PBS is commended for this initiative by the Australian Broadcasting Tribunal in March 1989 when the broadcast licence is renewed for a further three years. Artists featured (in order); The Reptiles, Seven, Christopher Coe, Joe Geia, Sea Stories, Venom P. Stinger, Kia Kaha, Luna-C, Thing, An Ordinary Field, Untitled Red, Rocket 88's, Swinging Sidewalks.

21 OCT 1988 - Australia's very first Community TV / Radio LIVE SIMULCAST.
CAMERON PAINE coordinated the simulcast. show/hide more

The event features Crown of Thorns, T.I.S.M. & Ton Up Pirates performing live at the Old Greek Theatre in Richmond. The vision is narrowcast to the inner west of Melbourne on UHF Ch47 during the week-long second test transmission by TVU.


FEB 1989: A contentious new revamped 24 hour programme schedule is introduced by the Program Committee, trialing the first multi-genre programmes.

JUL 1989: PBS resumes magazine publication with Static, published in three editions leading up to the 10th Anniversary; Issue Minus 3 (July 1989), Minus 2 (Oct 1989) and Minus 1 (Dec 1989).

DEC 1989: PBS celebrates 10 years on air with a one hour radio documentary produced for the occasion by Garry Havrillay. The 10th Anniversary edition of Static includes a revealing article on the first 10 years of live music at PBS by Cameron Paine.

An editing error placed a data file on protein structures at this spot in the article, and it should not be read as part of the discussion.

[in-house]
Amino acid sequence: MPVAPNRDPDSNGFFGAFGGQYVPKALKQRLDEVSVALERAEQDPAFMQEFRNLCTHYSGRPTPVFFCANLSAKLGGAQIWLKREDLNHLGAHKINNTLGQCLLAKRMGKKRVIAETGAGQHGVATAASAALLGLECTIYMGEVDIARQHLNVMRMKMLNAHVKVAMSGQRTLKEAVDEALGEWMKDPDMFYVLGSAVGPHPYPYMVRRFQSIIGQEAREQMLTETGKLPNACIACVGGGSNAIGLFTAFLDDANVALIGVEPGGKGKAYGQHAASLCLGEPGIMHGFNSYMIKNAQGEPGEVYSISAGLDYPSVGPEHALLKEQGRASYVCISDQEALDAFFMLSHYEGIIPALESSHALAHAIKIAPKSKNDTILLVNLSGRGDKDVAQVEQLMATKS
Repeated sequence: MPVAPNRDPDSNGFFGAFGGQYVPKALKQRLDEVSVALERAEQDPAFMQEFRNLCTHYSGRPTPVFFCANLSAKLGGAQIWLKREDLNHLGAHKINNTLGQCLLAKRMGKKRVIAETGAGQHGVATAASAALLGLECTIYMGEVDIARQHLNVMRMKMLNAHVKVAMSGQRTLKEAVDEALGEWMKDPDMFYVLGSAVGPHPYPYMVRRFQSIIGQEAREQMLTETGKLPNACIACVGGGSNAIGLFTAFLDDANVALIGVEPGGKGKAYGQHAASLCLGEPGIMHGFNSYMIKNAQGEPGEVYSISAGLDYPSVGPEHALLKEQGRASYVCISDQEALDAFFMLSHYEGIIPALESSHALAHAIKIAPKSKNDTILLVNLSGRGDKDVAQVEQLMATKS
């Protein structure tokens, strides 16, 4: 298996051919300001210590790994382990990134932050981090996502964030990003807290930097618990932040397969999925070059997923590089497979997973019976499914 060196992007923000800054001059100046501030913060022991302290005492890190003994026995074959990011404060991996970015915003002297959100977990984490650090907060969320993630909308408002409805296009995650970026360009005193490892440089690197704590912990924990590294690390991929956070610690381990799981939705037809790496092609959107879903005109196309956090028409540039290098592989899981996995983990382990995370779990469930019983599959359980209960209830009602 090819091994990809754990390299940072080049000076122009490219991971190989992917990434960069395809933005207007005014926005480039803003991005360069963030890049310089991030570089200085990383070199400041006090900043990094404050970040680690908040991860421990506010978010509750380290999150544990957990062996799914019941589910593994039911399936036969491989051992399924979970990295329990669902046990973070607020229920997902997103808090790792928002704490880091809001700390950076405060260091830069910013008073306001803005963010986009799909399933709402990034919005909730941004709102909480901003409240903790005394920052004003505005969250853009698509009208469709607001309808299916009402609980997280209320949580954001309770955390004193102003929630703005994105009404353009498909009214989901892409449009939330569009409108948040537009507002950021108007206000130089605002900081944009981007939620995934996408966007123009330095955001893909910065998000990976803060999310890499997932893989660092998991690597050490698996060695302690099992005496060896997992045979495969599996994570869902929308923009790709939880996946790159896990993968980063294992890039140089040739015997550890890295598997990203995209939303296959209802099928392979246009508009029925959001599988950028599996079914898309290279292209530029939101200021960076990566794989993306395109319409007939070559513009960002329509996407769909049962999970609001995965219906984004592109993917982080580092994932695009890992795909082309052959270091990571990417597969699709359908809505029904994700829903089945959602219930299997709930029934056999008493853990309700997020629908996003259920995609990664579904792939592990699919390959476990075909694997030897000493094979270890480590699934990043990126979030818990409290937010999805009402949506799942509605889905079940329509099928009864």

8 MAR 1990: Another celebration of International Womens Day with special programming.


1999: During Peter Chellew's time as Station Manager, PBS wins a National Community Media Award for the 1998 Wangaratta Jazz & Blues Festival program which was relayed via satellite to community stations around Australia. show/hide more

By now, PBS had firmly established its credentials for bringing live music from festivals, community and concert events to its listeners; St. Kilda Festival, Queenscliff Music Festival, Melbourne International Jazz Festival, Brunswick Street Fringe, Melbourne Show Country Music Muster, Cup Day Chaos, Anzac Day Anarchy and many more.

21 DEC 1999: PBS celebrates 20 years on air with a special 2 hour program hosted by Len Davis - a free-flowing reunion of several volunteers who contributed during the early years.
Listen to excerpts of this program. show/hide more